Establishing clear routes

Expert advice: Six steps for drafting wayfinding signage

Clear signage is specifically vital at a wayfinding system's decision points, beginning with the initial directory or map and proceeding from there.

Clear signage is specifically vital at a wayfinding system’s decision points, beginning with the initial directory or map and proceeding from there.

When creating wayfinding signage, there are six basic steps to consider.

 

  1. Discovery

Before beginning a design, it is vital for a planner to gather all of the significant data related to the site. It is often best to survey those who work or otherwise frequent the location. All relevant data should be documented and supported by photos. Designers should also determine the system’s message schedule, location maps, decision points, mounting situations, viewing distances/obstructions, and room numbers.

 

  1. Conceptualizing the design

Flushing out the specifics of a wayfinding design is typically done by a task force, along with other project decision-makers. Signmakers report their findings to these individuals and make recommendations based on these observations, and then discuss different approaches as well as review materials options and related budget considerations. User accessibility should be considered, as well as any requirements under the National Fire Code of Canada (NFC), the Standards Council of Canada (SCC), and any other local/federal organizations.

The system’s overall design should pick up on cues from the locations architectural environment, including interior and exterior features, as well as complement the colours and style of the brand. Planners should consider the site’s corporate culture in addition to the age, language proficiency, and education of its visitors.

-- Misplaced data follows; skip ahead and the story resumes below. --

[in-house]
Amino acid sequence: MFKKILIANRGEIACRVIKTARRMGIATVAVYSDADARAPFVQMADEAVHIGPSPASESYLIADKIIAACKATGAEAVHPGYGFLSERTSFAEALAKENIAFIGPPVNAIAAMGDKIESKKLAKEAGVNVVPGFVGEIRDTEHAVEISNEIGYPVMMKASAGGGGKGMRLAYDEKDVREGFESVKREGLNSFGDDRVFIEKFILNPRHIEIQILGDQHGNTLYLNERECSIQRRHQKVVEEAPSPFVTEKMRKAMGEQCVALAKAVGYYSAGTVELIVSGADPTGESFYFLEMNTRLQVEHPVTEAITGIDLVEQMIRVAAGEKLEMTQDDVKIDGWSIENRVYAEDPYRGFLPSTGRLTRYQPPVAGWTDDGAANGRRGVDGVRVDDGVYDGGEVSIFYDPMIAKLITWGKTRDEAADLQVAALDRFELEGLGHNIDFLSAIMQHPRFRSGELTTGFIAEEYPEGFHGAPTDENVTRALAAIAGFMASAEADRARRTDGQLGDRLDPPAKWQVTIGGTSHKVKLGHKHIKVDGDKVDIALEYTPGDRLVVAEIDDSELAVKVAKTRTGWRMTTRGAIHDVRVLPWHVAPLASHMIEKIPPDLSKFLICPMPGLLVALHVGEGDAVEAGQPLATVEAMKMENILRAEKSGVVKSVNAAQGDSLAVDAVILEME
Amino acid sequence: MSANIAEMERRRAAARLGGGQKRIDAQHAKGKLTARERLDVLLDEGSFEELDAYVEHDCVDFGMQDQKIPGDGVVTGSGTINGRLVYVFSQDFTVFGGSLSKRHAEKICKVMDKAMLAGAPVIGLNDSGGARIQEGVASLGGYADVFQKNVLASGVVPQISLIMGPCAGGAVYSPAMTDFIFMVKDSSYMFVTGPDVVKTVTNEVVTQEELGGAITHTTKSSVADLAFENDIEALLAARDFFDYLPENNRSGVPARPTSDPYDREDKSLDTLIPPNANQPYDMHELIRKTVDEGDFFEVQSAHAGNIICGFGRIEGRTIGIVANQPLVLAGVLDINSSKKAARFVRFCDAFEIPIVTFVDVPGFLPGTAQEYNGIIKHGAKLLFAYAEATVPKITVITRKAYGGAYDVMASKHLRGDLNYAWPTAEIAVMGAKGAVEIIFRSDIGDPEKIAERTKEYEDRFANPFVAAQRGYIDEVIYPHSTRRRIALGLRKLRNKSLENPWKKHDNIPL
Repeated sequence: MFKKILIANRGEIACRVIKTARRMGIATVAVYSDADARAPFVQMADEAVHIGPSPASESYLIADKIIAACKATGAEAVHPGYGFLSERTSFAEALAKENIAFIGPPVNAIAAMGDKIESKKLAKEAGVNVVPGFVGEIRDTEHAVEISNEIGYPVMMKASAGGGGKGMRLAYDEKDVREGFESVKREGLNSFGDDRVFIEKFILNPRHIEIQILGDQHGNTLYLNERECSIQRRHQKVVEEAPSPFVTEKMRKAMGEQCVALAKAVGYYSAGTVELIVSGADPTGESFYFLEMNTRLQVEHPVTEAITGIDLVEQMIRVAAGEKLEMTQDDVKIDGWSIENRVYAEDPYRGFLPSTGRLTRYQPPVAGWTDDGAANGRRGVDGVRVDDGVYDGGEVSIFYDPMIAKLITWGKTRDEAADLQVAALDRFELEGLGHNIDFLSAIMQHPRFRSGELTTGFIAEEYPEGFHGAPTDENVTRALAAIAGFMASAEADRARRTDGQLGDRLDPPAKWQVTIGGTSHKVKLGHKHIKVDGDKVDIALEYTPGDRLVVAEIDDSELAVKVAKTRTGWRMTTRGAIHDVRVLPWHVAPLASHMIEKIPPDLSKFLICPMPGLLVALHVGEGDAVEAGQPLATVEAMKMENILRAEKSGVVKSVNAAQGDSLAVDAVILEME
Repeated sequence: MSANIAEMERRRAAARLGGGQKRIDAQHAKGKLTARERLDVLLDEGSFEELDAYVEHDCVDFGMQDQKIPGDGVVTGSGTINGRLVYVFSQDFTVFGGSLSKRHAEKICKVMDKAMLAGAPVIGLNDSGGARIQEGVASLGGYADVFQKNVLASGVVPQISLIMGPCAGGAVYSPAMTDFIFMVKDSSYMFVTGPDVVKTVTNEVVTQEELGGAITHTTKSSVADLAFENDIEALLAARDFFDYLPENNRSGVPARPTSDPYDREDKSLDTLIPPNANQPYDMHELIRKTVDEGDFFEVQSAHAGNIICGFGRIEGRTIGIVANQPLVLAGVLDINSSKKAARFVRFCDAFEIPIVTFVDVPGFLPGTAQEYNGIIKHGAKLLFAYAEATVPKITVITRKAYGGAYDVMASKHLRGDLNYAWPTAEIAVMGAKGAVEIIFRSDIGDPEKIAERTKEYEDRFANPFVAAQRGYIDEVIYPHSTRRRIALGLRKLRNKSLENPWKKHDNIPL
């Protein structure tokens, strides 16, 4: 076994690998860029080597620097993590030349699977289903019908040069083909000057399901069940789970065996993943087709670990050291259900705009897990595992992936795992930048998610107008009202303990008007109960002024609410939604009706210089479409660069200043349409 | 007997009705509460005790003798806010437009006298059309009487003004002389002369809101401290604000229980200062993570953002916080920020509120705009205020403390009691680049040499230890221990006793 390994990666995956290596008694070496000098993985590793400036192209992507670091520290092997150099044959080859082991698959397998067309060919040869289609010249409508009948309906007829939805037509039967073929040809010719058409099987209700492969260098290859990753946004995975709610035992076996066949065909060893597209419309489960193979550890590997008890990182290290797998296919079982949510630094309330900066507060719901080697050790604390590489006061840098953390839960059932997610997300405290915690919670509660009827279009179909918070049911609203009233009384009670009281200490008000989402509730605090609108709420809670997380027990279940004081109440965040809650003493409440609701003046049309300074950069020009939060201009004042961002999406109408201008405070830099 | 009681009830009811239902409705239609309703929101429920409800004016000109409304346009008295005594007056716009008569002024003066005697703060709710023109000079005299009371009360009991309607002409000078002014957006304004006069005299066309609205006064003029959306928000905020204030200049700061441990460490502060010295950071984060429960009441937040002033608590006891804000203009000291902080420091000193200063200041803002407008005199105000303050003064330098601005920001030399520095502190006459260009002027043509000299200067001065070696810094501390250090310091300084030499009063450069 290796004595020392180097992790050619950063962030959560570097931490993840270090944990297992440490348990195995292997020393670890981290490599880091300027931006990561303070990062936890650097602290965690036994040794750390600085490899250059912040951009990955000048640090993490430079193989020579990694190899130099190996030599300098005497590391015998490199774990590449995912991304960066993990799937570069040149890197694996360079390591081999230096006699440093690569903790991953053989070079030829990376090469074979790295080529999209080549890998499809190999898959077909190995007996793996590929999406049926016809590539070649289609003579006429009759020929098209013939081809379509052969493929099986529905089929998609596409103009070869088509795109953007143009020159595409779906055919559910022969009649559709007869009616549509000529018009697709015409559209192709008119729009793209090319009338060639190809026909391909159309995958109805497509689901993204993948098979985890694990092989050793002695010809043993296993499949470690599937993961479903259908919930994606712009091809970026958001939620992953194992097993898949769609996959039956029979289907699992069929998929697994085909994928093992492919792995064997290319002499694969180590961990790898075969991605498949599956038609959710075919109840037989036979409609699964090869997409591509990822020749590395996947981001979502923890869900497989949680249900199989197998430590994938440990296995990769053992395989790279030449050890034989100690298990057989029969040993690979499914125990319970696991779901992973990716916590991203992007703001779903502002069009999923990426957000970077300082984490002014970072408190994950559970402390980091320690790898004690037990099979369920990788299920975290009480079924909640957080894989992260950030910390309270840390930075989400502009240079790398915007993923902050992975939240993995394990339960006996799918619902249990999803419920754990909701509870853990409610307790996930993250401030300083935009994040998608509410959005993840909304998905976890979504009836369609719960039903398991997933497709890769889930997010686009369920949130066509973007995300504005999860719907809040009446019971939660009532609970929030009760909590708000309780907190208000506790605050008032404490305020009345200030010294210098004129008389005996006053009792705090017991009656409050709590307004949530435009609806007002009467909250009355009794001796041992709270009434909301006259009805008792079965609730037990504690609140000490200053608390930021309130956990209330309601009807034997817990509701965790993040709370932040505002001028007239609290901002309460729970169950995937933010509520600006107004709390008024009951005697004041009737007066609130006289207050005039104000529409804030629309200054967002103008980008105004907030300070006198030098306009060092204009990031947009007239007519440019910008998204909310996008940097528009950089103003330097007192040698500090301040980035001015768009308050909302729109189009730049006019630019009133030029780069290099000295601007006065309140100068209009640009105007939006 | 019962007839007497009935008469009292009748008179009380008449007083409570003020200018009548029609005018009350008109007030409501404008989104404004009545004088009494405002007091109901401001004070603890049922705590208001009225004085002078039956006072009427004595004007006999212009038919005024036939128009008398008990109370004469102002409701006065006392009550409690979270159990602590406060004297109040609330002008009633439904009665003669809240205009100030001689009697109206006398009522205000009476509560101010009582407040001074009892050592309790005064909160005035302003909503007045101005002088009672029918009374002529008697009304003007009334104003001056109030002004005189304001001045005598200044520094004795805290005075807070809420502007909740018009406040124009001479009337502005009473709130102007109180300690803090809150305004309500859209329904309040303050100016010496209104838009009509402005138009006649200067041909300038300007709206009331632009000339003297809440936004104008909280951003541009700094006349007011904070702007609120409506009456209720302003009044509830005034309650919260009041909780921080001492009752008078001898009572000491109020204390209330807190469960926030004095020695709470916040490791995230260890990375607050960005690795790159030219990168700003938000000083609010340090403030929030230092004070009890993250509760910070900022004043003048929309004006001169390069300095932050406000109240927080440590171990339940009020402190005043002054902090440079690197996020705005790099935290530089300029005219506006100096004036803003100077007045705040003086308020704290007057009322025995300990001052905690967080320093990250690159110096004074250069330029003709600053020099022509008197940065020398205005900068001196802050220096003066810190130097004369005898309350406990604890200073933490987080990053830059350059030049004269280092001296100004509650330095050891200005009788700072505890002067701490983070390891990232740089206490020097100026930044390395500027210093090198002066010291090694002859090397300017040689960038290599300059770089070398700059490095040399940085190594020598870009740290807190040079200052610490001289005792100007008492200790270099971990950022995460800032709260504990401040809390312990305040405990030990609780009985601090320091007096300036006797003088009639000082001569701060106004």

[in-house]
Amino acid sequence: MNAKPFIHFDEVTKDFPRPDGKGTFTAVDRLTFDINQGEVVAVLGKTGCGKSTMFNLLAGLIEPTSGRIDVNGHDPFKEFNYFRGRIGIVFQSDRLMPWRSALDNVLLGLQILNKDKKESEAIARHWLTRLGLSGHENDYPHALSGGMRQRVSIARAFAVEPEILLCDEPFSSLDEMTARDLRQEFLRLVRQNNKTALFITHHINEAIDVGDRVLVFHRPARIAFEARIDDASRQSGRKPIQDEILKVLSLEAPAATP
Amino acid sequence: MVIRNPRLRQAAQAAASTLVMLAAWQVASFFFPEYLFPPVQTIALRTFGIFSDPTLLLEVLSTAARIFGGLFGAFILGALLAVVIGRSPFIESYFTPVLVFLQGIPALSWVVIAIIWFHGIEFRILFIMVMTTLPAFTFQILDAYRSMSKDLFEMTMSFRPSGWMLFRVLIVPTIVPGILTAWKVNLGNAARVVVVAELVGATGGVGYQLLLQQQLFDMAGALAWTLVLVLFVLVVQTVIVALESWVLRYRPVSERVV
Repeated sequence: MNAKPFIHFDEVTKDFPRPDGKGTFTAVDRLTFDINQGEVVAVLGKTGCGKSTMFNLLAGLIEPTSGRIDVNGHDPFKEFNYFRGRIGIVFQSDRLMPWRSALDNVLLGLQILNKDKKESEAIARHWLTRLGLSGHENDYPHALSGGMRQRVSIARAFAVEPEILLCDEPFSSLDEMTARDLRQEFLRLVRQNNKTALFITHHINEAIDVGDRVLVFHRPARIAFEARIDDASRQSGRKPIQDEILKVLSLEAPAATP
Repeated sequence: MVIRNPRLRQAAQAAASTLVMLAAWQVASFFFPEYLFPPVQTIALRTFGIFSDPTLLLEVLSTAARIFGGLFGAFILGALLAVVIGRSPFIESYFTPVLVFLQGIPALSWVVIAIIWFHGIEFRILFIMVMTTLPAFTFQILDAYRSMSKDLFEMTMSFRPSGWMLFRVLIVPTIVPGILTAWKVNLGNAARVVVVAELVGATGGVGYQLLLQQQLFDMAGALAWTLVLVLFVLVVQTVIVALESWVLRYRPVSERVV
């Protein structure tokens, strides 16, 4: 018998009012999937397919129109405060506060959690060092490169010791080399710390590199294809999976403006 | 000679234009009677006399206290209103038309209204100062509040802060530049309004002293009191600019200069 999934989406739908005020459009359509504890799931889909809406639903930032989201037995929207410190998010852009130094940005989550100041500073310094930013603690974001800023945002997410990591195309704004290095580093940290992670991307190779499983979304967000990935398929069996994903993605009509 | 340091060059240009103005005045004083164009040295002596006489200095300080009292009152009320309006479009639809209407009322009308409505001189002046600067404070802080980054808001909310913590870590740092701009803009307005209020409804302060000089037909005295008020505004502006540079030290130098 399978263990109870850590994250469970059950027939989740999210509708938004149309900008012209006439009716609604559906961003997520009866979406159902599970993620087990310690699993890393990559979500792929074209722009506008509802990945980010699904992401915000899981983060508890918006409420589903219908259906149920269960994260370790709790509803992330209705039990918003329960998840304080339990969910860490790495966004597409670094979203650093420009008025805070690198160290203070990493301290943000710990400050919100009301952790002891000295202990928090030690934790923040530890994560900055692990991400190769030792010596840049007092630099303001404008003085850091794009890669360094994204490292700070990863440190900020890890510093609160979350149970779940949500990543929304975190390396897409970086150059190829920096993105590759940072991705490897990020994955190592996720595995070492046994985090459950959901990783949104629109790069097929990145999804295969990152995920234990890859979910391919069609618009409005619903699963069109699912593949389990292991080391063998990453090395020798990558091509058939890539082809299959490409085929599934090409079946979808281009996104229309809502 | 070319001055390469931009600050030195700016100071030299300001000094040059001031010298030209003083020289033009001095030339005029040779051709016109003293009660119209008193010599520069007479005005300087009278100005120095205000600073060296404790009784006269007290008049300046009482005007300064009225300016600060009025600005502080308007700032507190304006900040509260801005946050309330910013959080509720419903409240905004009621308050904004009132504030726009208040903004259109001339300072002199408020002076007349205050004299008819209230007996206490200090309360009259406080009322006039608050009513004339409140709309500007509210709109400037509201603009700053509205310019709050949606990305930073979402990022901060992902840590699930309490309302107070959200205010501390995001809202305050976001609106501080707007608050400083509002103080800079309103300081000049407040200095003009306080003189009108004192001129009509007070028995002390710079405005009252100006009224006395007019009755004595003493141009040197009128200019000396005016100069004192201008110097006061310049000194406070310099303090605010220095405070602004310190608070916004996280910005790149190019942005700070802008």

1. Final approvals

Once the design plan has been thoroughly developed, it must be submitted for approval. By this stage, time samples for sign selection would have been provided, prototypes would have been tested in selected locations, and a final budget/timeline would have been set. Further, room numbers (if applicable) have been reviewed and confirmed.

 

  1. Sign-off

By this phase, all stakeholders should have signed off on the sign schedule and site mapping. The system cannot move forward without these approvals. As such, a project’s production and installation begins with ensuring all elements and designated phases have been approved in writing.

Designers borrow visual cues within the built environment, which leave participants with a permanent mental image. Clear signage is specifically vital at a wayfinding system’s decision points, beginning with the initial directory or map and proceeding from there.

Designers borrow visual cues within the built environment, which leave participants with a permanent mental image. Clear signage is specifically vital at a wayfinding system’s decision points, beginning with the initial directory or map and proceeding from there.

At this stage, the wayfinding team co-ordinates the system’s delivery and installation and production can begin. Temporary signs can be placed, as needed, within the work area, and a pre-determined schedule that co-ordinates with other trades that precede or follow the system’s installation can be posted.

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  1. Review and report

Once all elements of a wayfinding system have been installed, the crew should perform a site inspection by conducting a walk-through. The project’s functionality should be thoroughly assessed, with corrections made when necessary. The team should then provide the site owner with a summary report.

 

  1. Sign standards

Sign standards are confirmed in a sign guide and are to be used by the client to maintain the continuity and appearance of the system for any future site changes and/or additions. The guide includes product literature and warrantees, the sign design manual, message schedule, location map, templates, and instruction for the re-ordering and internal permissions process.

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